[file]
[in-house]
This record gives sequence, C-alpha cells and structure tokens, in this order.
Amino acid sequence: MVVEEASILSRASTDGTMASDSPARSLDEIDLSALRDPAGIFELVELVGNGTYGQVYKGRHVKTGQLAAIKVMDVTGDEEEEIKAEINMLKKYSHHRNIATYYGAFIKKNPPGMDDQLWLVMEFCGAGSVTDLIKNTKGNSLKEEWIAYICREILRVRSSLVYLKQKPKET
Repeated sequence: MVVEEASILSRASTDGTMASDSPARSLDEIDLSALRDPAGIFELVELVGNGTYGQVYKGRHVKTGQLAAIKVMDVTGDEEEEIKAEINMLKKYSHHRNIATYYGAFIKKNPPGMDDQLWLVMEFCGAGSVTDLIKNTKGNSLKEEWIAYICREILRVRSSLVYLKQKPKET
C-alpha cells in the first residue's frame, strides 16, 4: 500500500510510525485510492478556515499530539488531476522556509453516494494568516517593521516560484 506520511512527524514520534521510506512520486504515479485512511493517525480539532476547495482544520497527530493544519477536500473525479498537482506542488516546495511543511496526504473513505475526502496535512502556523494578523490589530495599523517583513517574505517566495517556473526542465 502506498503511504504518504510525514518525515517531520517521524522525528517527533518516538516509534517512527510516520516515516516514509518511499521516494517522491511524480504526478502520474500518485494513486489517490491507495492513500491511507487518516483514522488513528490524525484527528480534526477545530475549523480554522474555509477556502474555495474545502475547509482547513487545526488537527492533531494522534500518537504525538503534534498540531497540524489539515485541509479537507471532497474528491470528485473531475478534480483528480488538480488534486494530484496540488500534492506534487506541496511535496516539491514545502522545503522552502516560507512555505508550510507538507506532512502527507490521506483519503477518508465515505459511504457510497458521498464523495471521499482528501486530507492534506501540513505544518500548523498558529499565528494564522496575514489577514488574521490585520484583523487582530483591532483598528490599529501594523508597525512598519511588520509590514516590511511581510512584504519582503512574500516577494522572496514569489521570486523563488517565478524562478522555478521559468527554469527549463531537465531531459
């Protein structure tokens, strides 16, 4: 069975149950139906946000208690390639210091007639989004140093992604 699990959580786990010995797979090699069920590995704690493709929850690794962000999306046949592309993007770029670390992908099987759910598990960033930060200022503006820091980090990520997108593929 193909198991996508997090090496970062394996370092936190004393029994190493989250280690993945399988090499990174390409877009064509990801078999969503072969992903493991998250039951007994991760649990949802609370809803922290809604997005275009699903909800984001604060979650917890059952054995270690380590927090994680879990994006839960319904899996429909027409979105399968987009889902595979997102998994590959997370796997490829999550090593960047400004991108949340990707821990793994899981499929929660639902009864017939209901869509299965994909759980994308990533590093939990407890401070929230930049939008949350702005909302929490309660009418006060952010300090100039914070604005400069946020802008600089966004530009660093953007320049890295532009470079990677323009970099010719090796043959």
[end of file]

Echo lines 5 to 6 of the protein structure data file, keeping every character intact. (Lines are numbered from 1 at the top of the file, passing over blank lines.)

C-alpha cells in the first residue's frame, strides 16, 4: 500500500510510525485510492478556515499530539488531476522556509453516494494568516517593521516560484 506520511512527524514520534521510506512520486504515479485512511493517525480539532476547495482544520497527530493544519477536500473525479498537482506542488516546495511543511496526504473513505475526502496535512502556523494578523490589530495599523517583513517574505517566495517556473526542465 502506498503511504504518504510525514518525515517531520517521524522525528517527533518516538516509534517512527510516520516515516516514509518511499521516494517522491511524480504526478502520474500518485494513486489517490491507495492513500491511507487518516483514522488513528490524525484527528480534526477545530475549523480554522474555509477556502474555495474545502475547509482547513487545526488537527492533531494522534500518537504525538503534534498540531497540524489539515485541509479537507471532497474528491470528485473531475478534480483528480488538480488534486494530484496540488500534492506534487506541496511535496516539491514545502522545503522552502516560507512555505508550510507538507506532512502527507490521506483519503477518508465515505459511504457510497458521498464523495471521499482528501486530507492534506501540513505544518500548523498558529499565528494564522496575514489577514488574521490585520484583523487582530483591532483598528490599529501594523508597525512598519511588520509590514516590511511581510512584504519582503512574500516577494522572496514569489521570486523563488517565478524562478522555478521559468527554469527549463531537465531531459
């Protein structure tokens, strides 16, 4: 069975149950139906946000208690390639210091007639989004140093992604 699990959580786990010995797979090699069920590995704690493709929850690794962000999306046949592309993007770029670390992908099987759910598990960033930060200022503006820091980090990520997108593929 193909198991996508997090090496970062394996370092936190004393029994190493989250280690993945399988090499990174390409877009064509990801078999969503072969992903493991998250039951007994991760649990949802609370809803922290809604997005275009699903909800984001604060979650917890059952054995270690380590927090994680879990994006839960319904899996429909027409979105399968987009889902595979997102998994590959997370796997490829999550090593960047400004991108949340990707821990793994899981499929929660639902009864017939209901869509299965994909759980994308990533590093939990407890401070929230930049939008949350702005909302929490309660009418006060952010300090100039914070604005400069946020802008600089966004530009660093953007320049890295532009470079990677323009970099010719090796043959």